GSIF Week 8 (3/29/19-4/5/19)

Guy Kawasaki had a very memorable talk on the art of the start and gave information on thing we could truly integrate into our food products. First, Kawasaki stressed the importance of making meaning with whatever product we create. Anything truly worth doing should increase the quality of life, right a wrong, or prevent the end of something good. While the goal of our project was kind of decided for us, it’s something we have considered in every decision we have made. Our goal is to create is to provide a food that treats micronutrient deficiencies and makes a change in the malnourished children, the product will also provide job opportunities for women in production and distribution. The success of our food would lead to the high nutrition levels in children in Sierra Leone which contribute to a better immune system, a lower chance of catching diseases, and lower mortality. Next, Kawasaki explained that everyone working on a project should be “infected” with your product. His word choice really resonated with me, and it’s what I remember most from his talk. Hopefully, the people we work with in Sierra Leone will really like our product and help us make decisions for its success. If we have people working on our product that really love it and think it can succeed, it will. Third, Kawasaki’s approach to making a business model was very similar to what we discussed last week in class. His philosophy in creating the business model was to think ‘how do I get my money out of my customers’ pockets?’ We are not working on this project to make money, but we can use this thinking when trying to get customers to switch to our bouillon cube from the Maggi cube. Then, after explaining business models, Kawasaki explained his idea of weaving a MAT. MAT represents weaving through the milestones, assumptions, and tasks of a design. In the past few weeks, we have really thought about the assumptions we have about our customer, and while these are things that we cannot completely confirm before fieldwork, these assumptions have been leading the direction of our product since the beginning. For example, we are assuming that our customer, like many people in Sierra Leone is living on less than $1 per day, so our product needs to be extremely cheap to produce. Lastly, Kawasaki gave advice on pitch presentations that I found interesting. He believes that a successful pitch should have 10 slides, last 20 minutes, and have no smaller than 30 point font. We cannot exactly translate this to our final presentation, but if we truly know our material and focus on getting the point across, we can see the same results that Kawasaki was emphasizing. We can also use this format when we (hopefully) present at conferences or for other groups.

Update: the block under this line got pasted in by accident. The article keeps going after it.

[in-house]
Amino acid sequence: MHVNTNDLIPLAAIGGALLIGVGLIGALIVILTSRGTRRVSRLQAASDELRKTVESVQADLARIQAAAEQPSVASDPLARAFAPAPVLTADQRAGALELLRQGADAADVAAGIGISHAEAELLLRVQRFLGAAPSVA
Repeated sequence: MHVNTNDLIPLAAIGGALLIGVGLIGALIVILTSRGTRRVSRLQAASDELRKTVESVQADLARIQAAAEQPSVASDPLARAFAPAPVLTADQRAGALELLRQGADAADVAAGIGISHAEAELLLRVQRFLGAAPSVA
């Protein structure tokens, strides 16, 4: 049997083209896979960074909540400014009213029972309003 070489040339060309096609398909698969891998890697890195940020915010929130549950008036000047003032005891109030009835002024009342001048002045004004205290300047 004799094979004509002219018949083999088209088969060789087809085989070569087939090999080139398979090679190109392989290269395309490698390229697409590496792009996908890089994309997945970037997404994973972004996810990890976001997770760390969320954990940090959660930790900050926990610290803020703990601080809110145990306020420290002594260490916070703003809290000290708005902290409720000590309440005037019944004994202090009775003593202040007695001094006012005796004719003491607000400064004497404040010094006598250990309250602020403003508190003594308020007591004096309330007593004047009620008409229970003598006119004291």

Business Model Canvas

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